A new study has found that military veterans who identify as lesbian, gay or bisexual are twice as likely to experience incidents of sexual assault while on active-duty compared to non-LGB service members.
The significantly higher rate of sexual assault experienced by these demographics increases the likelihood of enduring symptoms of post-traumatic stress disorder or depression later in life, the study in the Journal of Traumatic Stress found.
“Our study highlights critical information: LGB veterans were more likely to experience sexual assault while serving in the military," lead author Dr. Carrie Lucas said. “Now is the time to further understand not only the experiences of veterans, but to understand current trends within the military to provide real-time prevention, training, and interventions, as needed.”
Current trends from those surveyed in the study indicate that while on active duty, 32.7 percent of the lesbian, gay and bisexual population — male and female — experienced some form of sexual assault, compared to 16.4 percent of non-LGB personnel.
Of the lesbian and bisexual female veterans who participated in the study, 57.5 percent reported experiencing sexual assault, compared to 37.4 percent of non-LGB female veterans.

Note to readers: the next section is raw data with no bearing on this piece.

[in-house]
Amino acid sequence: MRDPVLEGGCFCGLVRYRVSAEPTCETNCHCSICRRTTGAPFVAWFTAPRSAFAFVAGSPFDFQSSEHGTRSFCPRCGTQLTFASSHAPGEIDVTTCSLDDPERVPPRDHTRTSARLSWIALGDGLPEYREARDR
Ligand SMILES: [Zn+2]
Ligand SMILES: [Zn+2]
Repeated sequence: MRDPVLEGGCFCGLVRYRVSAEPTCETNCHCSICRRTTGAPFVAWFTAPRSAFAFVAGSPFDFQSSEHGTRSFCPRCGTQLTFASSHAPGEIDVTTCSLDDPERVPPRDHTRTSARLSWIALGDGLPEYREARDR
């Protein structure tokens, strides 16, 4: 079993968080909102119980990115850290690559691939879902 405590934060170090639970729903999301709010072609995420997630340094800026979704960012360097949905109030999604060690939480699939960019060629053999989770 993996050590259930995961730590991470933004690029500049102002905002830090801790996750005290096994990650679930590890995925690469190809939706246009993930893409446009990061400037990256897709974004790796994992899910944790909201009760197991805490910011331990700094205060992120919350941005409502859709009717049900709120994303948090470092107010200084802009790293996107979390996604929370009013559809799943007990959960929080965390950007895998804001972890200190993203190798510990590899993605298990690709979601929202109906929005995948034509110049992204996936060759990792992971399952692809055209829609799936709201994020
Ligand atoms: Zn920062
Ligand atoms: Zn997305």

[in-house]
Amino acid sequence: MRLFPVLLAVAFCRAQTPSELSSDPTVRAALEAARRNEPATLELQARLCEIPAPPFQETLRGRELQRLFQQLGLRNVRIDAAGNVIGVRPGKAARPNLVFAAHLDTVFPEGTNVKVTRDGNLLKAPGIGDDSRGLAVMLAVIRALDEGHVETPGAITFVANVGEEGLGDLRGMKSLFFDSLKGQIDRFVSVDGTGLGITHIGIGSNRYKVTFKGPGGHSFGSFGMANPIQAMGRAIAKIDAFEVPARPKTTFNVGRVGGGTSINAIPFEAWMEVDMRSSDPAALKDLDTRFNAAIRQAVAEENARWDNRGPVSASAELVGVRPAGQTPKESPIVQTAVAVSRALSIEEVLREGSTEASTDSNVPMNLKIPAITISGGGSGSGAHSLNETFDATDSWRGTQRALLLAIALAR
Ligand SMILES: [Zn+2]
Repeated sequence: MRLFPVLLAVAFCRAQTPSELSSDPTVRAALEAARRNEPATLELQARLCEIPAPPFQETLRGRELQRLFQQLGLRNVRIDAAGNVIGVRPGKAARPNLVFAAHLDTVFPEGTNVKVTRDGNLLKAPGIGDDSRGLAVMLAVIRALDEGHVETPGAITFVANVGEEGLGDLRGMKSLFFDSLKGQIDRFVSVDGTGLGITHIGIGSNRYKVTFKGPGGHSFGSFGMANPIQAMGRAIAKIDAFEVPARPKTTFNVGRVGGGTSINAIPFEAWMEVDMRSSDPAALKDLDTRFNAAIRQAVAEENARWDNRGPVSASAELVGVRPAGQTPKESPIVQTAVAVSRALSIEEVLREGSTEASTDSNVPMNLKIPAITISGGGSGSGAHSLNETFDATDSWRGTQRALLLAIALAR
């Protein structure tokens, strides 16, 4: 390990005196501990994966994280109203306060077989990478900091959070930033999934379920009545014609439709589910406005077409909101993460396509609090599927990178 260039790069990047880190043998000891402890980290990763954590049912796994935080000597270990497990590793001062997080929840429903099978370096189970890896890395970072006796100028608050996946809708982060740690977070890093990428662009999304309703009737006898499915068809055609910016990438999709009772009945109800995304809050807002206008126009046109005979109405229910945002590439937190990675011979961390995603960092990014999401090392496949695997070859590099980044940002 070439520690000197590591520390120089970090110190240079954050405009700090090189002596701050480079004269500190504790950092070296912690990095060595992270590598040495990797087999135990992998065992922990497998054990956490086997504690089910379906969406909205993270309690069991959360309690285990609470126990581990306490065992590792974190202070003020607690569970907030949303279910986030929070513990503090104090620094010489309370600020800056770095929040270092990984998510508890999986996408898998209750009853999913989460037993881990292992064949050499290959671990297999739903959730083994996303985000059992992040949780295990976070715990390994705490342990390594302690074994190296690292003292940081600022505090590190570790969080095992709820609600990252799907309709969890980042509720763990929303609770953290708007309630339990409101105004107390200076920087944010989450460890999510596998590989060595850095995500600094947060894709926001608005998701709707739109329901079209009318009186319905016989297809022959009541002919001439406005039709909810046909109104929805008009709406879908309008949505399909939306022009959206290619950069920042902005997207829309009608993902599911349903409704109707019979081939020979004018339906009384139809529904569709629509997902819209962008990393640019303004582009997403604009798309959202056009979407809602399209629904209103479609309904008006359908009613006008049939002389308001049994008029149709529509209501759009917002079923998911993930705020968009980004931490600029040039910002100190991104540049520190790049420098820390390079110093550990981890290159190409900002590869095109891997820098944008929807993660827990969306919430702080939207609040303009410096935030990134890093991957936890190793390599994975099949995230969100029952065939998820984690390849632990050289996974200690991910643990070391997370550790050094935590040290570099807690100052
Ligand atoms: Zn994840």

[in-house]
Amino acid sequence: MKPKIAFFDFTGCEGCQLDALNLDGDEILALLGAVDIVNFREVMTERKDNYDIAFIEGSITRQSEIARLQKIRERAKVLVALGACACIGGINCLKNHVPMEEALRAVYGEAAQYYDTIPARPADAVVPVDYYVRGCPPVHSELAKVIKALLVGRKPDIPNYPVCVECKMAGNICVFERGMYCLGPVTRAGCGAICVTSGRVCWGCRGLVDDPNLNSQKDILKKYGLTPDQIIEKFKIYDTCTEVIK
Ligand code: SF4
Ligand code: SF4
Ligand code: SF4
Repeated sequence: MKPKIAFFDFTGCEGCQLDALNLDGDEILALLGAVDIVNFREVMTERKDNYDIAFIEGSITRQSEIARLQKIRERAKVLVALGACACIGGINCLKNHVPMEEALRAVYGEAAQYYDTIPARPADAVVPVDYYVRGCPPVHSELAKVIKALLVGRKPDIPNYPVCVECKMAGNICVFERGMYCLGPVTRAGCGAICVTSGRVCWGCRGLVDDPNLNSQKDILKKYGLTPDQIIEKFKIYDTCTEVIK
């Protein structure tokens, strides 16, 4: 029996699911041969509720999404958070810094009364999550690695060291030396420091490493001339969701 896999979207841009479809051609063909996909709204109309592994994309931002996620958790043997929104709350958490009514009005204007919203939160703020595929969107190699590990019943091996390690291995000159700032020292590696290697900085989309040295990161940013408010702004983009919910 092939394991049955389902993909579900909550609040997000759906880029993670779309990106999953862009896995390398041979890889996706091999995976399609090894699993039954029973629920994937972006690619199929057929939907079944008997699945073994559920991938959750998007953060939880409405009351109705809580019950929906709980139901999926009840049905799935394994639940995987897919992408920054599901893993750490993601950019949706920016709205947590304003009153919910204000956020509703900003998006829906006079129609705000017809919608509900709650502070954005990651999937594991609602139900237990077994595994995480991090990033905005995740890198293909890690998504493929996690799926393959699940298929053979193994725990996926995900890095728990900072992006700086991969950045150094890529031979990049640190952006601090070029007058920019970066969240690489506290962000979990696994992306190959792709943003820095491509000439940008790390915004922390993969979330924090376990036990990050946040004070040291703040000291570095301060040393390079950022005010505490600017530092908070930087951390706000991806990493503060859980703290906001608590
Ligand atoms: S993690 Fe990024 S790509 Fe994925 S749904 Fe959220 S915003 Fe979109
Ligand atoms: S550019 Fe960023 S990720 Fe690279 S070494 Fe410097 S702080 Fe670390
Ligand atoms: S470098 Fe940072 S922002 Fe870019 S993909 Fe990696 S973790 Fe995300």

About 16 percent of gay and bisexual male veteran participants reported at least one incident of sexual assault while on active duty, compared to 3.5 percent of heterosexual male vets.
Research has established a direct connection between sexual assault in the military and PTSD and depression, the report said. Looking at the same participants through a PTSD or depression lens, the aforementioned correlation is evident.
Over 40 percent of LGB male and female veteran study participants reported symptoms of PTSD, compared to under 30 percent of non-LGB veterans. And 48 percent of LGB respondents reported experiencing depression, compared to 36 percent of heterosexual respondents.
“More research is needed to understand the factors that may predict sexual assault in the military,” the study says, “particularly among LGB service members, as well as how to best address the mental health needs of veterans regardless of their identity.”